1. Every incoming publicly elected official should be required to spend some time in the poorest district of their constituency: Ideally, this would involve living in the neighborhood for at least one month, visiting community centers, talking to folks outside 7-Eleven on Sunday afternoons…

2. No, you don’t know what it feels like to be somebody else, but that shouldn’t stop you from trying to understand, more than your ignorant “If only Blue people acted more like Purple people,” or “Those people are all lazy, self-victimizing so-and-so” commentators ever will from their dinner table.

3. People won’t think better of you, no matter how fully you live out a pseudo-Buddhist, one-world worldview: this probably goes as well for developing world back-packing as it does for your own block. Class resentment exists, culture matters, and it takes a long time go from toleration to harmonious co-existence.

4. Hope is the piston of the American Dream: the journey won’t kick into gear without solid factory work to begin with.

I wish more successful folks in the business community saw the dream within a broader brush stroke than that commonly associated with Wall Street culture. “Greed is good” is so passé. All that capital, all that ability, still being thrown about like raccoons in a winter pantry. What makes humanity so thoroughly compelling is our ability to fulfill higher modes of living: beyond the television, beyond wanting a snazzier car than Jim, always a little beyond our current comfort zone.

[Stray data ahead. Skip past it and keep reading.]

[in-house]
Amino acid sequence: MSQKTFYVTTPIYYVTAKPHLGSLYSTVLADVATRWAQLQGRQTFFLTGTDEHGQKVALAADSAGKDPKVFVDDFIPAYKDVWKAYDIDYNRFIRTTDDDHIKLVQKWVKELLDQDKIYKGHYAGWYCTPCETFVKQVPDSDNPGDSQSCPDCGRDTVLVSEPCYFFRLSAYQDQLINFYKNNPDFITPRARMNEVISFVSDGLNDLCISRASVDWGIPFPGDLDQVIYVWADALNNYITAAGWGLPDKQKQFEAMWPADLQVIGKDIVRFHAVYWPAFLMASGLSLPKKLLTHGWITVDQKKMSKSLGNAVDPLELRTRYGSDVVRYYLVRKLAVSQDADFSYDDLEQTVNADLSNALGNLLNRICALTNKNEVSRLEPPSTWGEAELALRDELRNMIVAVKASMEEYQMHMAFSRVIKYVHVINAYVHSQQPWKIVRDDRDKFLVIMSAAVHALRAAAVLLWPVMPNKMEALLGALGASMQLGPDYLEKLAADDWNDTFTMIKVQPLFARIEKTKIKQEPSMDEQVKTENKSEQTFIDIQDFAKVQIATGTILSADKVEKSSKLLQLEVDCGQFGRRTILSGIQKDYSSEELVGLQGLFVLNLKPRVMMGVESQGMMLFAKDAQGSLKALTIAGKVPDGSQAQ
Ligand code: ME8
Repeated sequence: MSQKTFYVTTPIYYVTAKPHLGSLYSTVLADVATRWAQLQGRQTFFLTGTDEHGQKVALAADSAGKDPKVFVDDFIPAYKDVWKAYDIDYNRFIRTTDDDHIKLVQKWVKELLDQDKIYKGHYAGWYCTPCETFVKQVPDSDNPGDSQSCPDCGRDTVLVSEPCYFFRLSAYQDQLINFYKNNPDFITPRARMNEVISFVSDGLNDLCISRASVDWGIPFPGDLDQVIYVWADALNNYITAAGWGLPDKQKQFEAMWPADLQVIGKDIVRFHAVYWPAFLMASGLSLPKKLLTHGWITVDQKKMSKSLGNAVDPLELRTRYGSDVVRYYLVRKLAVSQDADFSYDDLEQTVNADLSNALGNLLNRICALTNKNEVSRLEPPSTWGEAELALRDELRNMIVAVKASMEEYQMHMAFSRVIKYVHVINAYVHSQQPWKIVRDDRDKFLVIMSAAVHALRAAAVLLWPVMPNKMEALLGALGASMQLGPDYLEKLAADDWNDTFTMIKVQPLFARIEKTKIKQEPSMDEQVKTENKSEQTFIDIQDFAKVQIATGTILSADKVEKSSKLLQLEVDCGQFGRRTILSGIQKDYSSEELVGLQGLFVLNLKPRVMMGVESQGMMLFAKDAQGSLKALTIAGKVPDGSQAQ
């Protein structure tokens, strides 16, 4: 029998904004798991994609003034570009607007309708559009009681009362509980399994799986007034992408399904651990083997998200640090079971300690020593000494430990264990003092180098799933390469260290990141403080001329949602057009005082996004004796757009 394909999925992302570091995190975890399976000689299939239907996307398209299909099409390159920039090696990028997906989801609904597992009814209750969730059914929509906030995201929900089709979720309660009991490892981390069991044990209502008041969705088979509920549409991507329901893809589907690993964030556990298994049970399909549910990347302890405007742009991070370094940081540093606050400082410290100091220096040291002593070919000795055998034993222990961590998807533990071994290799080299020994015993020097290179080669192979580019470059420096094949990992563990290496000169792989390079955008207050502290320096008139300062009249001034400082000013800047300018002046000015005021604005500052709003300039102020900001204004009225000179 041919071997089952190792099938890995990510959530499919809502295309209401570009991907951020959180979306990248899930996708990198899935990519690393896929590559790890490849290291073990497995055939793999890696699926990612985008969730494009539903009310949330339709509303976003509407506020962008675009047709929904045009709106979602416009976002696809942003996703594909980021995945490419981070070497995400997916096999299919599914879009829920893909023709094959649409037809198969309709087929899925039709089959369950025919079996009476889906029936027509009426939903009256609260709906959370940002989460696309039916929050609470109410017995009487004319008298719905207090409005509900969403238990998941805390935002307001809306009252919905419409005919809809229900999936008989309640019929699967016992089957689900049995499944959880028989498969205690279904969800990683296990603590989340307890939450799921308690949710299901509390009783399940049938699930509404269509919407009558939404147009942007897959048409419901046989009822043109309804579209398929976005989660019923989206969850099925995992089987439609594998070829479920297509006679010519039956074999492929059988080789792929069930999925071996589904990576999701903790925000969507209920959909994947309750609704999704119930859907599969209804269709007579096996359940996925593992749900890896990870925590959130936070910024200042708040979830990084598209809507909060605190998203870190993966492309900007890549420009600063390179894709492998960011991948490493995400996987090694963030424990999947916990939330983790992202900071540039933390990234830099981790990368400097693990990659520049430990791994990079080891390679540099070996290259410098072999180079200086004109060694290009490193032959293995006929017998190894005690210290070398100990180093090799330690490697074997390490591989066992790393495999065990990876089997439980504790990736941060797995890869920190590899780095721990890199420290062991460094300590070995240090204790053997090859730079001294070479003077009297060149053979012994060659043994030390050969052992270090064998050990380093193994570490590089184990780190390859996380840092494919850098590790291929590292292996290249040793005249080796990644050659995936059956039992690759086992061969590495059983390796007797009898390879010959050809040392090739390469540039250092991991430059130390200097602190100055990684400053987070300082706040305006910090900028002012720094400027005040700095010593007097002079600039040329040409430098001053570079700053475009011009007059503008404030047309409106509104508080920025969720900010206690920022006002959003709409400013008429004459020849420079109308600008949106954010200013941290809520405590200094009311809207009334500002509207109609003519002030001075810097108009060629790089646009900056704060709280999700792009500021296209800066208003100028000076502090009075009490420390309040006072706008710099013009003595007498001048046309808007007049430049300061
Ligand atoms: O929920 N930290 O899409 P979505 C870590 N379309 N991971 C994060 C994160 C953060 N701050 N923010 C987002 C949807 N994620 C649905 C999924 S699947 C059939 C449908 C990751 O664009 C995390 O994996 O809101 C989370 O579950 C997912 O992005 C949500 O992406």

“Greed is good; social capitalism is better,” should be our generation’s call card. Just like an online personals profile, except regarding civic consciousness.

There’s been several shootings in Shaw in the past several weeks, as some of the more consistent Shaw bloggers have noted.

There’s also been an increase in use of the spotlight, right outside of my house. Though not certain, I’m quite sure that the abandoned building across the street from my house is a hotspot for crack dealing, and things have been picking up lately.

The first time I saw it, it was quite surreal, almost like going to bed in the middle of the day, except where the sunshine is replaced by artificial, flashing light. After a while, as with anything else, you get used to sleeping when it’s bright out.

I often hear about how Leroy Thorpe, the former commissioner for my ward, really turned things around for this neighborhood in terms of chasing out drug elements and reducing crime significantly. That being said, I suppose what I see in my brief moments rushing along outside is practically suburban humdrum quiet compared to years past.